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The Practical Effect of Making Arts Education a National Priority

• January 28, 2013 • 4:00 AM

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New research finds 1994 legislation that included the arts as a core subject in American schools made a difference in many places.

Back in the 1990s, advocates for arts education were thrilled by the final wording of the “Goals 2000: Educate America Act.” According to those federal education guidelines, which were signed into law in 1994, fourth, eighth and 12th-graders were expected to demonstrate “competency over challenging subject matter” in a variety of fields, including—for the first time—the arts.

Newly published research reveals that their inclusion had more than just symbolic value. In many schools, elevating the arts to core-subject status made a real difference.

Kenneth Elpus of the University of Maryland reports that Goals 2000 did not significantly increase the number of unique music courses offered in American high schools. However, he writes in the Arts Education Policy Review, “high schools were more likely in the post-Goals 2000 era to require arts course for graduation, and to increase the number of courses needed to satisfy these requirements.”

The only exception to this trend was “schools that were located in states that had a preexisting strict mandate for arts education in high school,” he reports. In other states, “Goals 2000 significantly increased the probability of schools requiring the arts, as well as the number of arts credits required for graduation.”

Elpus looked at data on 670 schools. Using data from two longitudinal studies, he tracked changes in the number of arts-related offerings and requirements from 1992 to 2004. His data thus doesn’t include any relaxation of standards that may have occurred during the recent economic downturn, when a number of cash-starved districts cut arts courses.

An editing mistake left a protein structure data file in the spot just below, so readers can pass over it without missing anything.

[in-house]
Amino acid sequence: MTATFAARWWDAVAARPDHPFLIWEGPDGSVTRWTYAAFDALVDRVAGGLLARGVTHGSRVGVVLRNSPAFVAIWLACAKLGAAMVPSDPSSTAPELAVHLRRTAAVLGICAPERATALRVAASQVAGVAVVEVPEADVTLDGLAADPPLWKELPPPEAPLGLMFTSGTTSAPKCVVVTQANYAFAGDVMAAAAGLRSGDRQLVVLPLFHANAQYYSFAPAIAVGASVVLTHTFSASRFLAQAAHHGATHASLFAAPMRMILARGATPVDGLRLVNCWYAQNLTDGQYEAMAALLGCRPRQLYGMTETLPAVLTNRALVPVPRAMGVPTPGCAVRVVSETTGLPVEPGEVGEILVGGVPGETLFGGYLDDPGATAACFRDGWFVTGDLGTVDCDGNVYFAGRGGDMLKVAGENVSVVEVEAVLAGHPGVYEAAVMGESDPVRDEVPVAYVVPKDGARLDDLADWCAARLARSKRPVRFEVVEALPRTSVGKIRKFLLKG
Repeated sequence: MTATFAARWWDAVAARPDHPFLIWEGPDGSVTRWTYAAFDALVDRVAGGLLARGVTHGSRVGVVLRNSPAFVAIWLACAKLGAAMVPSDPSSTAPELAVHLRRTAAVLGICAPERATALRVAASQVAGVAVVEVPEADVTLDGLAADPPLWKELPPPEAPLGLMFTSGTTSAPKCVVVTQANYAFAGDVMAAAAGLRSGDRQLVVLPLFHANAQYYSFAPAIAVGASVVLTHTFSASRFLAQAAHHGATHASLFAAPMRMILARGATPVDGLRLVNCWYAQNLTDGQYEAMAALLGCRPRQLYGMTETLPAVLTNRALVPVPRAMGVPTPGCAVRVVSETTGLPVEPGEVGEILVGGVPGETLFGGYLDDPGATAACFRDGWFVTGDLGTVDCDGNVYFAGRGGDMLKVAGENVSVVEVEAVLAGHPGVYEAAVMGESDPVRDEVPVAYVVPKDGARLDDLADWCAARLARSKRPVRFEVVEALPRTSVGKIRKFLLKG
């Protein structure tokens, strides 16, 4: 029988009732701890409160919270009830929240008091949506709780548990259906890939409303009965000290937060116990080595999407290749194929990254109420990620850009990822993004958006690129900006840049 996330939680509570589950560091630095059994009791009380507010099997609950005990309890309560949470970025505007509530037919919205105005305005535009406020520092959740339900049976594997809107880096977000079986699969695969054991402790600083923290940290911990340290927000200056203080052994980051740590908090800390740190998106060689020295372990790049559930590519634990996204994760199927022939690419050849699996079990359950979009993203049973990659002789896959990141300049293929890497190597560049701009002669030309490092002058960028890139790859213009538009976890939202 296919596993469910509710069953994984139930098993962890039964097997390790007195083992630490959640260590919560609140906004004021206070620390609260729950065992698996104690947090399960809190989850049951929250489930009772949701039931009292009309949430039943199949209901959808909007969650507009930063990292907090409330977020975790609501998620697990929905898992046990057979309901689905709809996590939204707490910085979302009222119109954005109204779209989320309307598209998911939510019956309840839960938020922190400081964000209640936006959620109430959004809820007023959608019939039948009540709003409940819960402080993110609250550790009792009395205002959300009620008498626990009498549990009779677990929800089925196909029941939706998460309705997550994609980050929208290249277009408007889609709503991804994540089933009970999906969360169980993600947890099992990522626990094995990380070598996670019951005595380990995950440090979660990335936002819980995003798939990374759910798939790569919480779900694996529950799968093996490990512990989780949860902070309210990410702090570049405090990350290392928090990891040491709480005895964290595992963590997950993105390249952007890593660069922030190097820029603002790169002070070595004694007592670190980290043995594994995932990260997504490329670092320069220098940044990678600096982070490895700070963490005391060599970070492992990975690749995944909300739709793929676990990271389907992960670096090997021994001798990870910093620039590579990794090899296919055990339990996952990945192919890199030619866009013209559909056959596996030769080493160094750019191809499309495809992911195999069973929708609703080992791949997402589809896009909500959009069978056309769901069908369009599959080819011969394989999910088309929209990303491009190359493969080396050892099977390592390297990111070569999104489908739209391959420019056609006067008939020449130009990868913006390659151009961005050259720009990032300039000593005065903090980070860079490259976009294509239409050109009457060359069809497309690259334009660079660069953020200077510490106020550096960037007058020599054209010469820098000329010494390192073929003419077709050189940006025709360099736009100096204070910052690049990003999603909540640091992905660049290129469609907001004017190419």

Nevertheless, this historical information is relevant today. As Elpus points out, a new education-reform push is currently underway, featuring a list of Common Core Standards. To date, he notes, these standards are strictly for math and language arts, although other subjects may be added.

“The primary difference between the emergence of the Common Core Standards movement and the passage of Goals 2000 is that most states have already adopted standards in the arts, potentially limiting gains from ‘new’ arts standards,” he writes.

But, he warns, that’s no reason to sit this round out. “Music and arts educators ought to actively support the profession’s engagement in the Common Core Standards movement, if only to avoid a loss of status gained through earlier efforts,” he writes.

“The last wave of standards-based reform produced positive outcomes for arts education,” Elpus concludes. So don’t believe the back-to-basics bullies: history shows that strengthening educational standards and valuing the arts are entirely compatible.

Tom Jacobs
Staff writer Tom Jacobs is a veteran journalist with more than 20 years experience at daily newspapers. He has served as a staff writer for The Los Angeles Daily News and the Santa Barbara News-Press. His work has also appeared in The Los Angeles Times, Chicago Tribune, and Ventura County Star.

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